"Ex-'Dora the Explorer' Can't Unwind Settlement With Nickelodeon; An appeals court declines to rip up a $500,000 settlement made by Caitlin Sanchez":
At the "Hollywood, Esq." blog of The Hollywood Reporter, Eriq Gardner has this post
reporting on a summary order
that the U.S. Court of Appeals for the Second Circuit
"Navy lawyer leaving case of waterboarded USS Cole bombing suspect":
Carol Rosenberg of The Miami Herald has this report
"An Inside Look at Backstories of Big Decisions in Chief Justice Roberts' Court": This video segment
featuring Marcia Coyle of The National Law Journal appeared on this evening's broadcast of The PBS NewsHour.
"Jim Thorpe to appeal ruling on athlete's remains; Borough Council chooses what it hopes will be least costly option":
Peter Hall of The Morning Call of Allentown, Pennsylvania has a news update
that begins, "Jim Thorpe officials decided Thursday they won't let their borough's namesake go without a fight, voting to appeal a court ruling that could allow legendary athlete Jim Thorpe's sons to return his remains to his native Oklahoma."
"A Stay of Execution and a Whole Lot More":
Today at WSJ.com's "Law Blog," Jess Bravin has a post
(free access) that begins, "For Justice Michael Randolph of the Mississippi Supreme Court, a legal opinion wasn't just a place to explain why his eight colleagues were mistaken in staying an execution -- it was a forum to vent wide-ranging criticism of the U.S. Justice Department."
"White Powder in Envelope Prompts Evacuation at Law School; Preliminary Test Comes Back Negative":
The Harvard Crimson has this news update
"Federal Court Revives Mich. Law Barring Teachers' Union Deductions":
Mark Walsh has this post
at the "School Law" blog of Education Week.
This blog's earlier coverage of today's Sixth Circuit ruling appears at this link.
"Supreme Court reinstates $310,000 jury award for Olympia man falsely accused of being a 'communist'":
The Olympian of Olympia, Washington has a news update
that begins, "The Washington Supreme Court reversed a state Court of Appeals ruling on Thursday, reinstating a $310,000 jury award to a Vietnamese-American in Olympia who sued five fellow Vietnamese-Americans for defaming him by calling him a communist."
You can access today's ruling of the Supreme Court of Washington State at this link.
"Anonymous online reviews may not be so anonymous":
Alison Frankel's "On the Case" from Thomson Reuters News & Insight has a report
that begins, "On Wednesday, the Public Citizen Litigation Group filed an appeal for the online review site Yelp, asking the Virginia Court of Appeals to review a trial-court order compelling Yelp to reveal the identity of seven anonymous reviewers who complained about a Washington carpet-cleaning service that subsequently sued them for libel and defamation."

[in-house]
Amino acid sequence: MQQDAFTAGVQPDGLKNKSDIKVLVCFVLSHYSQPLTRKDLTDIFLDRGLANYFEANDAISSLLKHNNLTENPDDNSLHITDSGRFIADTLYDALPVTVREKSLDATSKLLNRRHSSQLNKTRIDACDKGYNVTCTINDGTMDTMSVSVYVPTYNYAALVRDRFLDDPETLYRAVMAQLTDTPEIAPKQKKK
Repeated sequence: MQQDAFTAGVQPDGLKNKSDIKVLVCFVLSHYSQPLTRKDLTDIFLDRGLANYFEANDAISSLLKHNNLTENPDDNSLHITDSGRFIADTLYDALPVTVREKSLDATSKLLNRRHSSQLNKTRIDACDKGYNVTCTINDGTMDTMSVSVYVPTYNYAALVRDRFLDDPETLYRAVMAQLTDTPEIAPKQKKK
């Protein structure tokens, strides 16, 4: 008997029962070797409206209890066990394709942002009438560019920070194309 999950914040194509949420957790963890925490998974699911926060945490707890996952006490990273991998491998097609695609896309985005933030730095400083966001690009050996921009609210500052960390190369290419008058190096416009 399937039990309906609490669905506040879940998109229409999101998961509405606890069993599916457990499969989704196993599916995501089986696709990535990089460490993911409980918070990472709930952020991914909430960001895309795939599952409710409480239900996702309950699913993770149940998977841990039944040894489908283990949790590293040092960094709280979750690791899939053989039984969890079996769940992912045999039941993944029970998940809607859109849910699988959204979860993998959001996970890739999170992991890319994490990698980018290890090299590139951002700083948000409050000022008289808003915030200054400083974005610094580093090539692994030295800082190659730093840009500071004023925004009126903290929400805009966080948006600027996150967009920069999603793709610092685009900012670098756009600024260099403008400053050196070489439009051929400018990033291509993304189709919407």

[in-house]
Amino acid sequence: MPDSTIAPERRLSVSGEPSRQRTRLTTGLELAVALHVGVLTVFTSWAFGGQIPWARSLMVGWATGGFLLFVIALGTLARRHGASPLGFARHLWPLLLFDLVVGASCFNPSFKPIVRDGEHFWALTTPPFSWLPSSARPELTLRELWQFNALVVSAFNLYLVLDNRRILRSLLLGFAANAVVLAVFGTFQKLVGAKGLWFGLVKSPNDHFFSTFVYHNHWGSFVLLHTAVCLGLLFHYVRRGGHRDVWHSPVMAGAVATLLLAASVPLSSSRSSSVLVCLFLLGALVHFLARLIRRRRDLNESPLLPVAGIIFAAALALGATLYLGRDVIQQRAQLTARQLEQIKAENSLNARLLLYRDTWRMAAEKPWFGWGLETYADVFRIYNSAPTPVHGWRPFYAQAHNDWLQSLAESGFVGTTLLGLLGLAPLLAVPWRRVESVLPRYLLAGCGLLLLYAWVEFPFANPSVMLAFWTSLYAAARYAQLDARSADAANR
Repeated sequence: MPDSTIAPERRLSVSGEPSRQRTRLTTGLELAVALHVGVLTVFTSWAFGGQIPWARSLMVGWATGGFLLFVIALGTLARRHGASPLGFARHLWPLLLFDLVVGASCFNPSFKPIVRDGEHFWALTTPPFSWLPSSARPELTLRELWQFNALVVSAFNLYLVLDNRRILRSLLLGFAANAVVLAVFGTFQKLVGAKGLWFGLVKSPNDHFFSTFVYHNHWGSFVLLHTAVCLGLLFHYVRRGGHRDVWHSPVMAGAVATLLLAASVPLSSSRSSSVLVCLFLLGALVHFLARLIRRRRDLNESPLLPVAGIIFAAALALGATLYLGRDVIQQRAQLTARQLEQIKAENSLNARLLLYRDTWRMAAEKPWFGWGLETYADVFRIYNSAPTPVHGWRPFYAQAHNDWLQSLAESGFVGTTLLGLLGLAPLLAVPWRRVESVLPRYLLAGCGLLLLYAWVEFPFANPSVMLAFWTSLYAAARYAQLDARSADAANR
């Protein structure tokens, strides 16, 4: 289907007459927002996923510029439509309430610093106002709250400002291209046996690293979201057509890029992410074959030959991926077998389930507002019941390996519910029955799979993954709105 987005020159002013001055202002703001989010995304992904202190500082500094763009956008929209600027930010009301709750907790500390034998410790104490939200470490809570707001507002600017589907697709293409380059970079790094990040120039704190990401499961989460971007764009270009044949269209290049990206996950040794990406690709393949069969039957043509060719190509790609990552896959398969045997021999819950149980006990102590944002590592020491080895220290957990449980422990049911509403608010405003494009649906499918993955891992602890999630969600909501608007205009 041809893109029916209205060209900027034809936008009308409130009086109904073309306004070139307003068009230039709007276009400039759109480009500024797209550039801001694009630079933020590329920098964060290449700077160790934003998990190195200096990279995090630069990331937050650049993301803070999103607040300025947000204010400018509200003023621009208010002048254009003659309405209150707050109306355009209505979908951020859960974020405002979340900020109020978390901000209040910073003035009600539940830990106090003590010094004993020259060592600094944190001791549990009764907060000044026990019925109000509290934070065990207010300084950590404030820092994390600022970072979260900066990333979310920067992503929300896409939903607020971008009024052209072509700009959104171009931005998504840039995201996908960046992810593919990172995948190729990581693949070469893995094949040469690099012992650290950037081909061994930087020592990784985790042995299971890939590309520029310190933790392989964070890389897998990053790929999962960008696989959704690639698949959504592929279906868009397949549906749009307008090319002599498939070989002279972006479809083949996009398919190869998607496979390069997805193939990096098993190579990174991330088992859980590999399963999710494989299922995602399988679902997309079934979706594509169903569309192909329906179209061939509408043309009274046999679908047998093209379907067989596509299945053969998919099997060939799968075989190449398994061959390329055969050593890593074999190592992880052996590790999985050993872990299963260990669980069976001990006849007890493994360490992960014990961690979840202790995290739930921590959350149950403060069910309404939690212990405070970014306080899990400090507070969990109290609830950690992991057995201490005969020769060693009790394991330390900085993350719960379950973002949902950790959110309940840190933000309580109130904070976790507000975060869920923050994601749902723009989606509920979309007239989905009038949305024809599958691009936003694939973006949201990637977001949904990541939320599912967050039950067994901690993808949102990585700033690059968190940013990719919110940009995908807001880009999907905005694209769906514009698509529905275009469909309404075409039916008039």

"Tribe offers predictions on gay marriage rulings":
Harvard Law School has posted this news release
"Judges appear sympathetic to Interior's limits on importation of polar bear hides":
Jeremy P. Jacobs of Greenwire has this report
"Audio: Anthony Kennedy, Associate Justice of the Supreme Court."
During the 43rd Annual Washington Conference on the Americas of the Council of the Americas, Ray Suarez of The PBS NewsHour interviewed
Justice Anthony M. Kennedy. You can access audio from the interview via this link
"Paul Clement's Brief for Petitioner in Bond v. United States":
Nick Rosenkranz has this post
today at "The Vokokh Conspiracy." You can access the brief at this link
"Copyright 'Vigilante' Out in the Cold":
At her "Trial Insider" blog, Pamela A. MacLean has a post
that begins, "They call Righthaven a 'copyright troll,' and a 'copyright vigilante,' seeking out websites to sue for reposting online newspaper stories. But the one thing Righthaven is not: a copyright owner, according to the 9th U.S. Circuit Court of Appeals Thursday."
And at his "Technology & Marketing Law Blog," Eric Goldman has a post titled "Copyright Trolling Is Really Hard to Do Profitably -- Righthaven v. Hoehn."
You can access today's ruling of the U.S. Court of Appeals for the Ninth Circuit at this link.
Update: In other coverage, Nate Anderson of Ars Technica reports that "Copyright troll Righthaven finally, completely dead; Never had standing to sue, Ninth Circuit confirms."
"Appeals court: Michigan law barring collection of school union dues legal."
The Detroit News has this update
reporting on the ruling
that a divided three-judge panel of the U.S. Court of Appeals for the Sixth Circuit
"Role reversal for lawmakers at Tom Perez hearing":
Josh Gerstein of Politico.com has this report
"Experts say judge's 'shaming' order for Orie Melvin may not be enforceable; Legal experts raise constitutional issues":
In today's edition of The Pittsburgh Post-Gazette, Paula Reed Ward has an article
that begins, "The sentence handed down by Allegheny County Common Pleas Judge Lester Nauhaus on Tuesday to Joan Orie Melvin likely was meant to humiliate the former justice on the Pennsylvania Supreme Court."
And in yesterday's edition of The Pittsburgh Tribune-Review, columnist Eric Heyl had an op-ed titled "Wow, judge! Show mercy on Melvin."
"Supreme Court to make crucial rulings on race":
Richard Wolf has this article
today in USA Today.
"Constitution Check: Will same-sex marriage momentum influence the Supreme Court?"
Lyle Denniston has this post
today at the "Constitution Daily" blog of the National Constitution Center.